Winter Itch

Many people attribute poor sleep, depression, agitation, difficulty concentrating, and reduced sexual desire and function to itch. We are talking about winter itch, or its real name Xerotic Eczema. This condition gets worse as winter drags on – weeks of air that is cold and heat that is too dry take their toll. The vulnerable develop itchy arms, thighs, knees, elbows and trunk. It gets worse in bed at night and after a hot shower – for most it is just an annoyance but for some the itch can be so severe that it can drive them mad. It can even get to the point where the continuous rubbing and scratching can create an “itch-scratch-itch” cycle that makes things worse. Some people gouge and scratch until they bleed. Infections and chronic eczema can follow.

Perhaps 25% of the population get winter itch. Every winter doctors see patients with itch but often there is not a lot to see on the skin.

This condition is caused by excessive water loss from the top layers of the skin causing dehydration and drying of the upper layer skin cells called corneocytes. The outer top layers of the epidermis need 10-20% of water concentration to maintain their integrity. Normally there are fats in the top layers of the skin that act as water balances and skin loss of these lipids can cause an increased loss of water up to 75 times that of healthy skin. When water is lost, skin cells shrink, elasticity reduces and splits and the can form.

Other symptoms of winter itch can include the skin feeling tight after bathing or swimming, the skin feeling and looking rough, and the skin looking sunken and dehydrated.

The situations that cause an increased risk of this condition are:

  • Inherited tendency.
  • Age, especially older women after menopause who have a reduction in their oil glands. Men seem to do better until they get into their 80s.
  • Cold, dry air in winter.
  • Heated houses – especially air conditioners and wood burners.
  • Excessive swimming in chlorinated pools.
  • Soaps/detergents/solvents especially if they are alkaline.
  • Metabolic and endocrine conditions like underactive thyroid gland.
  • Dehydration – you can tell by pulling up the skin on the back of your hand. If it does not snap back quickly you are dehydrated.
  • Alcohol and drugs including caffeine can dehydrate you. Diuretics, antihistamines and acne drugs can dry you up too.
  • Pre-existing skin conditions can get worse during the winter, e.g. eczema and psoriasis.

An important point here is that this dry skin condition is actually caused by a lack of oil in the skin, not water.

Apart from treating any medical problems like thyroid disease and chemical exposure, etc., it is important to do the following:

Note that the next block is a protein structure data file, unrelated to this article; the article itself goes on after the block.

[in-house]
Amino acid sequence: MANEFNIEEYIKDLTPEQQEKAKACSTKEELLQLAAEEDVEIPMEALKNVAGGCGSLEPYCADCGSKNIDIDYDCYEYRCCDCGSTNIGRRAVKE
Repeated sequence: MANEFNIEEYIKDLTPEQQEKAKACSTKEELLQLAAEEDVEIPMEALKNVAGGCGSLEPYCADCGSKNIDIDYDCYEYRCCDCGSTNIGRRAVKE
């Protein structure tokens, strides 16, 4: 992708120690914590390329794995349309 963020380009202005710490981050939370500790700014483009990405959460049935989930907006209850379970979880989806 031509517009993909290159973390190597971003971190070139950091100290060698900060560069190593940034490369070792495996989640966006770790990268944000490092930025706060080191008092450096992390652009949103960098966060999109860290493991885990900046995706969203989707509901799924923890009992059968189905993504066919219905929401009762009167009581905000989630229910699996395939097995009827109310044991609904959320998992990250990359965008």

• Avoid drying soaps – especially those that contain deodorants and are perfumed.
  • Do not lather yourself all over with soap. This is unnecessary because water on its own has a cleaning effect.
  • Bathe less, you do not have to wash a lot.
  • Use cooler water and avoid hot water because the hotter the shower the more moisture is removed from the’skin.
  • Don’t rub your skin dry – pat gently until slightly damp.
  • Follow each bath or shower with a moisturiser – this holds the water in the skin. It is important to note that putting moisturiser onto the skin straight after a wash makes it work better – this is called the “soak and smear method”.
  • Your family doctor can prescribe emulsifying ointment for you to use in the shower instead of soap. This is an easy way of using a soap substitute and moisturising the skin at the same time.

The prognosis of this condition is that it will improve in most people in less than two weeks. In severe cases, you may even have to place a humidifier in your house or bedroom.

More tips that can help include the following:

  • Keep your house a bit cooler – it has an anaesthetic effect on the skin. If your house is too hot your blood vessels dilate and your itch becomes worse. There is a similar effect if you are very hot in bed or have a hot shower.
  • Diet – avoid alcohol, caffeine and hot spicy foods.
  • In bed, keep it cooler and sleep with mittens on.
  • Clothes – no wool against the skin and use natural fibres that breathe.
  • Use soap substitutes like cold cream, cocoa butter, coconut oil soap, tar liquids or non soap cleansers.
  • You can get hydrocortisone 0.5% a mild anti itch steroid over the counter and this will help.
  • Steroid ointments are better than creams, after applying the ointment, cover skin with cling wrap at night and football socks over the top for legs.

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